2.5. I really really wanted to love this since it’s premise seemed to speak to an immigrant experience I felt for so long was only discussed verbally (and even less so cross-generationally) among Indian-Americans woman. And while I really enjoyed some parts and appreciate finally seeing Indian authors being supported enough to share these stories, other aspects of the writing really felt subpar and lacked depth. 1. So many different things happened in this book. Some of it was to showcase strugg 2.5. I really really wanted to love this since it’s premise seemed to speak to an immigrant experience I felt for so long was only discussed verbally (and even less so cross-generationally) among Indian-Americans woman. And while I really enjoyed some parts and appreciate finally seeing Indian authors being supported enough to share these stories, other aspects of the writing really felt subpar and lacked depth. 1. So many different things happened in this book. Some of it was to showcase struggle and growth, but a lot was also drama meant to keep us entertained and reading. I wish the author instead cut down on the number of topics and gave us more on each one. For example, there were references to mental health but they were discussed almost as a background problem in passing when I felt the author could have dived deeper there. Instead there are at least 5 different themes attempting to be dealt with in one book; marriage, family dynamics, career aspirations, immigrant confusion, cancer, relationship difficulty, and more. Sure you could argue all of those things were related, but nonetheless when you try to do too much, you fail to do each justice. Which ties to my second point. 2. This book is wayyyy to long in general. There is so much unnecessary fluff that doesn’t even add to the themes mentioned before or in general story/ character development. I literally was skimming and skipping over entire paragraphs as I got better at noticing when the fluff was going to happen. It could have been half the size which would have made it more powerful. 3. I really didn’t like all the brand references when giving context? It made the writing feel very fake and almost cheap, as if proving the characters were “real Americans” or “real Indians” can only be done in that manner. There are ways to give context indicating socioeconomic stature, location, or background without listing every popular store twenty year olds frequent these days, but that effort wasn’t taken. Plus it kept seeming ironic to me considering a theme the author highlighted was not letting the superficial image of you or who people expect you to be influence your actions. 4. Lastly, I just wish more was tied to the grandma or from her perspective. I came in thinking that generational struggle was what this would focus around but it felt like that was only really seen with the mom and daughter, overall making it seem like an after-thought to better help sell this book. I’d rather the author have a chapter given to each character, including the dad, brother, mother-in-law, etc. to really understand their perspective, that could have been really interesting.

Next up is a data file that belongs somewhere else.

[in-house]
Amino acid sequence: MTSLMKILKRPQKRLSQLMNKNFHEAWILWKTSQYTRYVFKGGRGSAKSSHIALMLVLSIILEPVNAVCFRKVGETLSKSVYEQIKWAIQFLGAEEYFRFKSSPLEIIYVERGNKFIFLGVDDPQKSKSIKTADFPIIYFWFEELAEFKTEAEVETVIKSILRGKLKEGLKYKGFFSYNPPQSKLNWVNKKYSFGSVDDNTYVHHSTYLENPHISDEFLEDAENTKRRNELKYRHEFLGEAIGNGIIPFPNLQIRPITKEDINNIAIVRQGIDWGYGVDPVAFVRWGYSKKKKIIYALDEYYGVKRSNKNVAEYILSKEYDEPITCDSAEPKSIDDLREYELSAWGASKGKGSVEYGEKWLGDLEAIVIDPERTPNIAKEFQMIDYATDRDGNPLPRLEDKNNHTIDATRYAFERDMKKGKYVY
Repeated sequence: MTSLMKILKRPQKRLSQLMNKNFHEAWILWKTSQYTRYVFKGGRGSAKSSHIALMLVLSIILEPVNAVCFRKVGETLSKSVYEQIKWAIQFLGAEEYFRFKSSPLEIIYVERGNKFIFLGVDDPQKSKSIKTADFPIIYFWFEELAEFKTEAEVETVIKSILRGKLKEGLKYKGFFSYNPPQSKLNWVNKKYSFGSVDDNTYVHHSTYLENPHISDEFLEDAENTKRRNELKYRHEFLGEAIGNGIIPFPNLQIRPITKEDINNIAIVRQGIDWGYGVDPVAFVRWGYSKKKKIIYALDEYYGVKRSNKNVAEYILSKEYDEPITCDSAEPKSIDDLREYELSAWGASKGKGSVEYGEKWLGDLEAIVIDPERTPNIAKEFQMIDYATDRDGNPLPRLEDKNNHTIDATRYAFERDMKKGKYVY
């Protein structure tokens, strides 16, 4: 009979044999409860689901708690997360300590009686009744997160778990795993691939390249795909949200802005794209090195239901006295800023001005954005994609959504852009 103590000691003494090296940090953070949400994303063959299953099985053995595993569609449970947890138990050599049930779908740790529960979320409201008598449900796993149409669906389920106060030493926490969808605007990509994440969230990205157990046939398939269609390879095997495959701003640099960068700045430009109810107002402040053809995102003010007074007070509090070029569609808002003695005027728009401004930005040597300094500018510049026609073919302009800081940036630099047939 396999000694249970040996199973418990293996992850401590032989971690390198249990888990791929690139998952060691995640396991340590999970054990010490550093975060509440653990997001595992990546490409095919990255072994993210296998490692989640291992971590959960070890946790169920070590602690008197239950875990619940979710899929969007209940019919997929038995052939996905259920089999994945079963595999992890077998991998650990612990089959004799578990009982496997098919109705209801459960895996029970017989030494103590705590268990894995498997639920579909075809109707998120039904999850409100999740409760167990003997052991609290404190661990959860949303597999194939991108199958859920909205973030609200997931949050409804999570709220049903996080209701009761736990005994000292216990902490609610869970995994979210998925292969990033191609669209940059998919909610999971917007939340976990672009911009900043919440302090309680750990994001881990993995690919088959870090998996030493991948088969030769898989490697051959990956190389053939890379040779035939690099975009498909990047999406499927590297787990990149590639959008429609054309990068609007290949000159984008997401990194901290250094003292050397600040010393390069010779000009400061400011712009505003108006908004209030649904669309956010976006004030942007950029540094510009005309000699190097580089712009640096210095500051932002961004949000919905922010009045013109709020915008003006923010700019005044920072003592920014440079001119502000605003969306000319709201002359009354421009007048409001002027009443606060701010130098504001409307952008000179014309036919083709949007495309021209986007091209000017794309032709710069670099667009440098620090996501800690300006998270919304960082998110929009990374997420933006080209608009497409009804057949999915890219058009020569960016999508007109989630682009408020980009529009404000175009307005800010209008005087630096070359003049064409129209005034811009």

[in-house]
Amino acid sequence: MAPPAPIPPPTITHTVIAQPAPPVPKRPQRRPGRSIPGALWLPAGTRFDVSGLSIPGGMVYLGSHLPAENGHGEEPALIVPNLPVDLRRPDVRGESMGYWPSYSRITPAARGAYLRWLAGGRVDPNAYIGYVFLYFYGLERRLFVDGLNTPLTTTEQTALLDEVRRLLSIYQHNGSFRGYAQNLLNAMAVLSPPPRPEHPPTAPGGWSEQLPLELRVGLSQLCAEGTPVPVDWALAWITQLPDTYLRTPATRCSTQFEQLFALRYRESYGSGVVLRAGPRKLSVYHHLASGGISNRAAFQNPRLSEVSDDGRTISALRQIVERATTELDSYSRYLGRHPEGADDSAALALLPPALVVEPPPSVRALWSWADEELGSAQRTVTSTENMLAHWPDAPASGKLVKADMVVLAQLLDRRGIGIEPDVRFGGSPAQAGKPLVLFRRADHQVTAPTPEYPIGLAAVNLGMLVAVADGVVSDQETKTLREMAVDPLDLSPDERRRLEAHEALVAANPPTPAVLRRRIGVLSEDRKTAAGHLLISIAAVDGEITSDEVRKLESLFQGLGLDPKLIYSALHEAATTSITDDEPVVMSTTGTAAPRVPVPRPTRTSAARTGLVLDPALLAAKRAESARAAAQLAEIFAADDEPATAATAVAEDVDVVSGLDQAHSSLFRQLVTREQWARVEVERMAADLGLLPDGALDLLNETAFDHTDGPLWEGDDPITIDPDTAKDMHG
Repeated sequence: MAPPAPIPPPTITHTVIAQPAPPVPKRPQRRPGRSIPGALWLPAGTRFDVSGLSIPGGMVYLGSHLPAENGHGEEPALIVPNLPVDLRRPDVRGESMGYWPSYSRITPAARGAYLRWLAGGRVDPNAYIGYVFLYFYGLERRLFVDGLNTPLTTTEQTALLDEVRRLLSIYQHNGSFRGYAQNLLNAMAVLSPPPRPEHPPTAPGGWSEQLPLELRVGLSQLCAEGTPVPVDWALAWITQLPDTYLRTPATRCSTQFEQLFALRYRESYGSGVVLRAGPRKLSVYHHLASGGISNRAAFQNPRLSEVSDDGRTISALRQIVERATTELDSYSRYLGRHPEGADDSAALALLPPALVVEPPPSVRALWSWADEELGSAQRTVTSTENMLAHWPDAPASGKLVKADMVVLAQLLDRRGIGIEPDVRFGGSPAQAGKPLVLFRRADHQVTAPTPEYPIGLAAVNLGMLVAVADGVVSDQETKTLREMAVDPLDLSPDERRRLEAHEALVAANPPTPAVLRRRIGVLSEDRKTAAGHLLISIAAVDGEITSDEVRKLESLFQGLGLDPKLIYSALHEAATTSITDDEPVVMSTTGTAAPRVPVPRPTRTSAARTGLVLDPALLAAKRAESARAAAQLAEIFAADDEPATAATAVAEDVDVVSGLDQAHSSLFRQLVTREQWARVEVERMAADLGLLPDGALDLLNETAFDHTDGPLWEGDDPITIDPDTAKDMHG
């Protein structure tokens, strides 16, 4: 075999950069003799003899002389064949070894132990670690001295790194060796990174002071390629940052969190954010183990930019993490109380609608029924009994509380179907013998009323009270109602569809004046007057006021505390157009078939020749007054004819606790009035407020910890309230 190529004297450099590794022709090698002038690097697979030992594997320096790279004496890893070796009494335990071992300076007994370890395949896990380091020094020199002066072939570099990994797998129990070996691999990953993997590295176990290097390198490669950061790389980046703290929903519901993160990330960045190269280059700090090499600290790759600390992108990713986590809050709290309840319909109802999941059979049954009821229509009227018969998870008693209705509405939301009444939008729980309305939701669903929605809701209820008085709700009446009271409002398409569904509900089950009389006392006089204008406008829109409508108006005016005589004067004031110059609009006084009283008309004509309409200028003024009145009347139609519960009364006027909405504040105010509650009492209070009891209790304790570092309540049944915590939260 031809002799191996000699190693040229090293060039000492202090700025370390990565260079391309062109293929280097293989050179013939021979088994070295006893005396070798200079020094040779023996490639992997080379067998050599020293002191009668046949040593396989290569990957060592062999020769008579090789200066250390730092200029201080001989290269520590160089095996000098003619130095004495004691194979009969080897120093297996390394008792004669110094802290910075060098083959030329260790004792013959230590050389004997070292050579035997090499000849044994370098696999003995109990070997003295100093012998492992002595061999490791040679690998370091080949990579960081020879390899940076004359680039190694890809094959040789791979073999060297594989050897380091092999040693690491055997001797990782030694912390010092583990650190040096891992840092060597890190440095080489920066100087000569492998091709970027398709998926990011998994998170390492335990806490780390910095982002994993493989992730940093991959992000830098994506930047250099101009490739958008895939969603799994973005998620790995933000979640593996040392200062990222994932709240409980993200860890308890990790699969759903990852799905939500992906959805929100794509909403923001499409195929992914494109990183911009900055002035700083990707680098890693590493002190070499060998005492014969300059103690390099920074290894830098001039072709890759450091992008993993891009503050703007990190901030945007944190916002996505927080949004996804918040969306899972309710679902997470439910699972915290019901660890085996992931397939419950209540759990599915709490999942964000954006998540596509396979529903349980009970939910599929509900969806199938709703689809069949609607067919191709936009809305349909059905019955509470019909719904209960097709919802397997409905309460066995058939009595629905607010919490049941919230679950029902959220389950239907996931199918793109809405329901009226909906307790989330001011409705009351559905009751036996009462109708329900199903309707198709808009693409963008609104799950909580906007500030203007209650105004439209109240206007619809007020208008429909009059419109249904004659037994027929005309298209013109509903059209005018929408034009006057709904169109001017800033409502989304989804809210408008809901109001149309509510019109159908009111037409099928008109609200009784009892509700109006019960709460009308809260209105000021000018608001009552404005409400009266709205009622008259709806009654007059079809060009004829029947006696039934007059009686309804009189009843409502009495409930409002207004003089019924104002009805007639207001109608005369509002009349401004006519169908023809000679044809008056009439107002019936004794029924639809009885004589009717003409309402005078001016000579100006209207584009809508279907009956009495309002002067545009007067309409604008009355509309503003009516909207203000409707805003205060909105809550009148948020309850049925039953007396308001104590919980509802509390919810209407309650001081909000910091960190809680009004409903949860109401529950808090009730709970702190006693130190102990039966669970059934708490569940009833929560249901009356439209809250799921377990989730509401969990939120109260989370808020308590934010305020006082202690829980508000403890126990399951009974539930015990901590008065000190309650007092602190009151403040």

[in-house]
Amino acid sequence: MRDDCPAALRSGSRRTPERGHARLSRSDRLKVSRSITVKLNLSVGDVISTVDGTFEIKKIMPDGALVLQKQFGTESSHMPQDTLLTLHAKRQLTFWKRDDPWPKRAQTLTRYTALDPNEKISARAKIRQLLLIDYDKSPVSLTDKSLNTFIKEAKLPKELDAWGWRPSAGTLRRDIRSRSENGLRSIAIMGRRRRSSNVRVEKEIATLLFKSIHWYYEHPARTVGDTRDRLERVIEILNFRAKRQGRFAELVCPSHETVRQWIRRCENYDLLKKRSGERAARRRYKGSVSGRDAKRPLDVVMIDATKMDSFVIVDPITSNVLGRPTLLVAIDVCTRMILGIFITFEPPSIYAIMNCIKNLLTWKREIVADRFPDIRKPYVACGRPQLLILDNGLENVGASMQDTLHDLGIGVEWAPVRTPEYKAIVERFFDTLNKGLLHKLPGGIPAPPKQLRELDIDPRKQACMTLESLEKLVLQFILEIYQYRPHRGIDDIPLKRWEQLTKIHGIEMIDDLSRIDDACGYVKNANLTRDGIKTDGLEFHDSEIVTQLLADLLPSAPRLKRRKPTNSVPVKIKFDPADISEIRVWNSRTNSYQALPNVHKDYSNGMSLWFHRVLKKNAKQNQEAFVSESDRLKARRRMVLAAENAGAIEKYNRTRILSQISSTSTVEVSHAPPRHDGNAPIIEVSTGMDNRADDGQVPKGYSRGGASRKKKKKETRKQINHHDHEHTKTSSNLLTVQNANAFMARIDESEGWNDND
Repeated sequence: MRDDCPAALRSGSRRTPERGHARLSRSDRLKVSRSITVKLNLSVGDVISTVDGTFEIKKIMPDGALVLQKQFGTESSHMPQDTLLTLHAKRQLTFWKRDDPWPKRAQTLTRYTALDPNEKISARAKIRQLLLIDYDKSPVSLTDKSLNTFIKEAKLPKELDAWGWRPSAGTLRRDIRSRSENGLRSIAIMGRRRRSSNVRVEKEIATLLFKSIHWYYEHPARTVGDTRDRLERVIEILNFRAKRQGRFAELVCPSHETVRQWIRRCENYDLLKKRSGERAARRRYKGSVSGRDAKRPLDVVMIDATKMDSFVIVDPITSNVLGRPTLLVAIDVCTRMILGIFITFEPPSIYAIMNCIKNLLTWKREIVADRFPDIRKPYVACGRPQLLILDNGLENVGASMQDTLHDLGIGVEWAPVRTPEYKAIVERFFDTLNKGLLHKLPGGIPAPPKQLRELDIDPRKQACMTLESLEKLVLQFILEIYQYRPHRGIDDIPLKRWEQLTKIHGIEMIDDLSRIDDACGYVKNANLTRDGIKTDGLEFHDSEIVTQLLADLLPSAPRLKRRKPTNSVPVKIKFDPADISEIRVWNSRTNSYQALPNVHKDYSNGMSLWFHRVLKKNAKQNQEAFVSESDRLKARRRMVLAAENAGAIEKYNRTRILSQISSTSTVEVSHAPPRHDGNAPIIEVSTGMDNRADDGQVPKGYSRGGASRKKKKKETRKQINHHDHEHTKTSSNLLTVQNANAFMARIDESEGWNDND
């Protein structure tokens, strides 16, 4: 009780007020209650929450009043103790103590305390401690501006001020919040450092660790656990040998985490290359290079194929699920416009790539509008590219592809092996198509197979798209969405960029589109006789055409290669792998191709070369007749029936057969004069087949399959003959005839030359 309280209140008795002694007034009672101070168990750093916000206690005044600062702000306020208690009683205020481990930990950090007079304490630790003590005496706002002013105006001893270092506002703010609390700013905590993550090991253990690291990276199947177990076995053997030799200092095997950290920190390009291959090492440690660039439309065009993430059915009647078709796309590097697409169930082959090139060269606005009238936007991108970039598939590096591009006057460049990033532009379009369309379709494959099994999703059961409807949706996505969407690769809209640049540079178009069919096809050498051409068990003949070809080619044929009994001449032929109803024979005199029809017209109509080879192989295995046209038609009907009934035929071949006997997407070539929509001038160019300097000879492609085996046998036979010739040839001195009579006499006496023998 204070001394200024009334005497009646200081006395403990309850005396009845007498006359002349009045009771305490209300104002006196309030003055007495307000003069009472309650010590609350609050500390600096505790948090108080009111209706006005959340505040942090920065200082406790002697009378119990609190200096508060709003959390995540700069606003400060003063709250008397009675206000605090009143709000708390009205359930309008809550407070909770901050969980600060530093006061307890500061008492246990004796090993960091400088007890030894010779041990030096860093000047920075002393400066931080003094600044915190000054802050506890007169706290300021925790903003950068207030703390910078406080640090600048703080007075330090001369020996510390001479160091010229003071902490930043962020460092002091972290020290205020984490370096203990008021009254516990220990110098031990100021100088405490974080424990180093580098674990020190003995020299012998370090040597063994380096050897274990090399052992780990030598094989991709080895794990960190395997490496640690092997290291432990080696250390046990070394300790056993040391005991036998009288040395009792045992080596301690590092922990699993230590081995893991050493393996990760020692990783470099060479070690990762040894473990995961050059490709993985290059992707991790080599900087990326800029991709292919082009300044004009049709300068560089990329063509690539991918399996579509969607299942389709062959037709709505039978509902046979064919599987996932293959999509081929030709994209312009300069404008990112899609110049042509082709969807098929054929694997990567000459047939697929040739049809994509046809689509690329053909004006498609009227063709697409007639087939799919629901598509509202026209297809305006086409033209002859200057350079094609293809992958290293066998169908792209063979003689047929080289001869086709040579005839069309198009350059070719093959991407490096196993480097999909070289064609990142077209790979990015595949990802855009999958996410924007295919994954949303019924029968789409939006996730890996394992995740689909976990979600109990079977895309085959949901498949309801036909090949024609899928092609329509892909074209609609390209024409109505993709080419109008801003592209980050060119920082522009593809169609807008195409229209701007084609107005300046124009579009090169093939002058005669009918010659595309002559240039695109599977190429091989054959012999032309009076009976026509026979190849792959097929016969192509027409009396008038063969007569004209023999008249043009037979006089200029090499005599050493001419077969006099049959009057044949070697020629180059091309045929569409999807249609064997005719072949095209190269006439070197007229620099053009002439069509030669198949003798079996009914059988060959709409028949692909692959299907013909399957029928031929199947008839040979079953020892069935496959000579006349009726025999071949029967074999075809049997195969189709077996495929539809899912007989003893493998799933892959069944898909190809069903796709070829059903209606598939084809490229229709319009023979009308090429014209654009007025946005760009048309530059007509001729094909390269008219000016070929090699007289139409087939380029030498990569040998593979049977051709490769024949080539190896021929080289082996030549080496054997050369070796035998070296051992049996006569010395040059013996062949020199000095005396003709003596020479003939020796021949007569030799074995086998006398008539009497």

29. 5 out of 5

    Sandy S